Latest US transportation rules: Good for travelers and bad for airlines?

The US Department of Transportation (DOT) has issued the latest proposed Transportation Department passenger protection rule. At 36,361 words, the document is a long read.

Latest US transportation rules: Good for travelers and bad for airlines?

The US Department of Transportation (DOT) has issued the latest proposed Transportation Department passenger protection rule. At 36,361 words, the document is a long read. So far the consensus is that the “proposed regulation will bring positive changes to the way Americans fly.”

As to be expected, airlines will not go down without a fight. The Washington Post reports US carriers are saying “the story will have a darker ending, leading to an overregulated aviation industry in which customers pay more to fly.”

Christopher Elliott of the Washington Post has read the proposed rules. He reports: “At the heart of the proposal is a requirement that airlines and ticket agents reveal fees for certain services associated with airline tickets at all points of sale. The DOT defines these as a first and second checked bag, a carry-on item, and advance seat assignment.”

He added: “Airlines have made billions by systematically redefining what’s included in the cost of an airline ticket. Quietly stripping the ability to check a bag, reserve a seat and even carry a bag on board from the base fare allows air carriers to claim that their tickets have never been more affordable while they still earn a tidy profit. Last year, for example, domestic airlines collected $3.3 billion in baggage fees.

“Forcing airlines and ticket agents to disclose these fees for a particular passenger on a specific flight at the time a fare is displayed would effectively end what many consumer advocates claim is an airline business model based on deception. Air travelers would know exactly how much they’d pay for each service at the time they pull up a fare quote. An airline ticket would effectively become an airline ticket again, in the traditional and historic sense of the word. “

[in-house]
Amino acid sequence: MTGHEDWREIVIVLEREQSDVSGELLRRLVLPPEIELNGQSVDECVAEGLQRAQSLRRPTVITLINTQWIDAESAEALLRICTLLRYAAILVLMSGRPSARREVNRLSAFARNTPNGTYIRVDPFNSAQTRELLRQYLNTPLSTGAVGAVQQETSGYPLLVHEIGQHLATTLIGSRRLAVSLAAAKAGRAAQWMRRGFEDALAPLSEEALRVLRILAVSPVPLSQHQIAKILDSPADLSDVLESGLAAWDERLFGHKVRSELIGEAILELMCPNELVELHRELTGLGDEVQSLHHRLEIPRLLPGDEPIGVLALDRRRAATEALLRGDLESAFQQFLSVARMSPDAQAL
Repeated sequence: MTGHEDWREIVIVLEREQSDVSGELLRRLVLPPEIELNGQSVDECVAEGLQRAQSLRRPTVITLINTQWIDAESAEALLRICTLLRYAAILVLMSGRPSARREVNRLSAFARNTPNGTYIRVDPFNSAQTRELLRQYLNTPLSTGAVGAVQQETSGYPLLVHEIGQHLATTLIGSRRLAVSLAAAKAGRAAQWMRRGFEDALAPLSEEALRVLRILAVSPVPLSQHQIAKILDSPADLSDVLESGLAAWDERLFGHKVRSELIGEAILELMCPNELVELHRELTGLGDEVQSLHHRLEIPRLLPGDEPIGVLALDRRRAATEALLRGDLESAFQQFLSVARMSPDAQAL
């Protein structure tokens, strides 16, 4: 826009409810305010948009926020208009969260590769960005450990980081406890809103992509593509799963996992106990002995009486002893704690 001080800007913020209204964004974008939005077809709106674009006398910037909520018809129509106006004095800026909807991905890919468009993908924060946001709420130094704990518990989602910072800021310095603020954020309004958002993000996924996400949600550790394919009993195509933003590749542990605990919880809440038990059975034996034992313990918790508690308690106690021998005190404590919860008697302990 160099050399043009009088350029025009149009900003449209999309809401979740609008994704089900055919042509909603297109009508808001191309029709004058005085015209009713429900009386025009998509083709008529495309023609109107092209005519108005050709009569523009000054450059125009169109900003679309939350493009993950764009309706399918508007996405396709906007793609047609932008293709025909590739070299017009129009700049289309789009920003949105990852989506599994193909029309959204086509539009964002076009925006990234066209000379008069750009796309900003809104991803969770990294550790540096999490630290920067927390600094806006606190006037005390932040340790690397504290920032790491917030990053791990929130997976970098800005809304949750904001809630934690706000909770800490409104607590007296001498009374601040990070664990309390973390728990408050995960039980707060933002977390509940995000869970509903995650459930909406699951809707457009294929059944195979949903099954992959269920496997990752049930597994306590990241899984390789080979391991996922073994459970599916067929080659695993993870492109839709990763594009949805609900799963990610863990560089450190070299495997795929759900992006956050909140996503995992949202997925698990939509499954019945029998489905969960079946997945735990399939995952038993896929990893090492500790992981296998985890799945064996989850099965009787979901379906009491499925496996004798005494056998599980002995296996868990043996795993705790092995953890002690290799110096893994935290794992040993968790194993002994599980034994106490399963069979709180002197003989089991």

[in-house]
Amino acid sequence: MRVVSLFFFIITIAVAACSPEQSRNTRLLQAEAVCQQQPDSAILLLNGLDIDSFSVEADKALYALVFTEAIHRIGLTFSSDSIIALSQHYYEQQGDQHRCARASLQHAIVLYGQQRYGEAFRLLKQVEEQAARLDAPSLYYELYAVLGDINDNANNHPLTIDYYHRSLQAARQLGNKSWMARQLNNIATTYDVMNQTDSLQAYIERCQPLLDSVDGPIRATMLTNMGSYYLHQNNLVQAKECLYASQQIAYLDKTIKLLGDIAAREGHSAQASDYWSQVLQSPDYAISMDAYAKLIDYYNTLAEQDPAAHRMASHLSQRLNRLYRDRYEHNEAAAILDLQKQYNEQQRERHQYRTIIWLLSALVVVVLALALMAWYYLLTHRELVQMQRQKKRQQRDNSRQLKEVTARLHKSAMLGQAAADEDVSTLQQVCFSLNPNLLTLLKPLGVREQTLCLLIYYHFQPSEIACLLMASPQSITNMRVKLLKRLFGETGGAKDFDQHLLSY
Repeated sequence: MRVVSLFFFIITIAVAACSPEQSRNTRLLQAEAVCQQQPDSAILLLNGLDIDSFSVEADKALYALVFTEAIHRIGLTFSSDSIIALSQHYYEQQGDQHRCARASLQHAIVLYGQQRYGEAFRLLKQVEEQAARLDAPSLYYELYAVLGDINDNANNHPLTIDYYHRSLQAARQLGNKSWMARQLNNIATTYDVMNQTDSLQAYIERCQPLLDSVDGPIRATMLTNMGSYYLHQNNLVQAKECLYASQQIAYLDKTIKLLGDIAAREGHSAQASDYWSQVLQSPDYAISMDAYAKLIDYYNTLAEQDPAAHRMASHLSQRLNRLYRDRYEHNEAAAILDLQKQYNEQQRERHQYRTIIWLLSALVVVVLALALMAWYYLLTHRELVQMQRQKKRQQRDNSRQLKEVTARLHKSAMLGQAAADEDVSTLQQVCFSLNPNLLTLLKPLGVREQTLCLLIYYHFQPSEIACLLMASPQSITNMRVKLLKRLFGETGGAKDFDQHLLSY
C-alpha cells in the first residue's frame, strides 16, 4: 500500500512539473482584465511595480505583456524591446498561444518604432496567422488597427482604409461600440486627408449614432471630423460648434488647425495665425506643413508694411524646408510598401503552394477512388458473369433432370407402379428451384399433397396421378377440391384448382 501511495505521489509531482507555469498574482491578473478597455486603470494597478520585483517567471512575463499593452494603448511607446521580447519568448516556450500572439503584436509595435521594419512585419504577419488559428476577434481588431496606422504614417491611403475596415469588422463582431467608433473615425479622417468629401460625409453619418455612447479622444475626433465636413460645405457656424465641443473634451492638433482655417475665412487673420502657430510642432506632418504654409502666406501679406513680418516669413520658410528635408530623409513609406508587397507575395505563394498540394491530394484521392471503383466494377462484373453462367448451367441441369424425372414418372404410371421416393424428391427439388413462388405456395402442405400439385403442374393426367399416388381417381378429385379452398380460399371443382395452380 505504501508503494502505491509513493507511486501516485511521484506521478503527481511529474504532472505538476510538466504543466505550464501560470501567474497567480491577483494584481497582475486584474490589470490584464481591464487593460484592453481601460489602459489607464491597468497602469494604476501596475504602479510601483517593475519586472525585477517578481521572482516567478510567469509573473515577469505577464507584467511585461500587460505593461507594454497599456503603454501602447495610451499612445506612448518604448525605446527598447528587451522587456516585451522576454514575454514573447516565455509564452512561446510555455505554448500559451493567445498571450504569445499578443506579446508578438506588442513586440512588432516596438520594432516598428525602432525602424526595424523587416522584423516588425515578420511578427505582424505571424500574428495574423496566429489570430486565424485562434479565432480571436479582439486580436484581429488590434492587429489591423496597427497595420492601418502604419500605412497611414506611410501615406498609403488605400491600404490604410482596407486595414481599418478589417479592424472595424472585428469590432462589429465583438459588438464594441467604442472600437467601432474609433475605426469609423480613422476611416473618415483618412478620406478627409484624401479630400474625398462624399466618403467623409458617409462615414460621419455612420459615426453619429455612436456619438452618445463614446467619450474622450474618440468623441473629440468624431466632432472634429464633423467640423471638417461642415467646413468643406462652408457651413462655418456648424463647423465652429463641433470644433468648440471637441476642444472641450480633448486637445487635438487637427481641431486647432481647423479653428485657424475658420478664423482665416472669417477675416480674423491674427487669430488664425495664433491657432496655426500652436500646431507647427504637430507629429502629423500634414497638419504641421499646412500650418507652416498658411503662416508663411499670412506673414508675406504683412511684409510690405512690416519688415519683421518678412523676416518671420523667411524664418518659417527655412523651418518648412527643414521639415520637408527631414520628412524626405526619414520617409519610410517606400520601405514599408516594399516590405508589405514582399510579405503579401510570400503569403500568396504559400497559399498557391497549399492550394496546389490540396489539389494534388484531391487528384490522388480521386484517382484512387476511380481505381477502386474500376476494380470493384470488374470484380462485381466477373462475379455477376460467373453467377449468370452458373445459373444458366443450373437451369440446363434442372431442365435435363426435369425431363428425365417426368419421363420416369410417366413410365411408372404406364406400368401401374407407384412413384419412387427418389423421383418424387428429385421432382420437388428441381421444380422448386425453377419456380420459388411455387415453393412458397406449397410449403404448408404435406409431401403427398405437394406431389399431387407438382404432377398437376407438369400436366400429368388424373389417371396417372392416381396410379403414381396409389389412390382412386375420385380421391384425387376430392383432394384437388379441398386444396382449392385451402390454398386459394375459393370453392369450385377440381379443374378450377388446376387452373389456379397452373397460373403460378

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According to Elliott, the DOT has also suggested several less controversial rules. ”Under one, airlines such as Allegiant Air and Spirit would be required to report information to the department about their on-time performance, over sales and mishandled baggage rates. Those carriers are currently exempt because of their size. Under another, large airlines would have to separately report those same statistics for their domestic code-share regional partners, or the smaller airlines with which they work.”

On the travel agencies front, the DOT “wants to compel large travel agencies to adopt minimum customer service standards, which would include responding promptly to complaints and offering prompt refunds.”

The government, Elliott added, also wants to ban the preferential ranking of certain carriers’ flights over others without disclosing the bias, which leaves air travelers with the impression that they’re seeing the best available fare options. “Travelers often assume that they’re being allowed to compare all airlines and that search results on Web sites such as Expedia, Orbitz or Kayak are impartial. These rules are likely to face opposition from the major online travel agencies, although the benefits to customers would be difficult to deny.”

The latest DOT document is available online via www.regulations.gov (search DOT-OST-2014-0056) for a 90-day comment period. Let the discourse begin.

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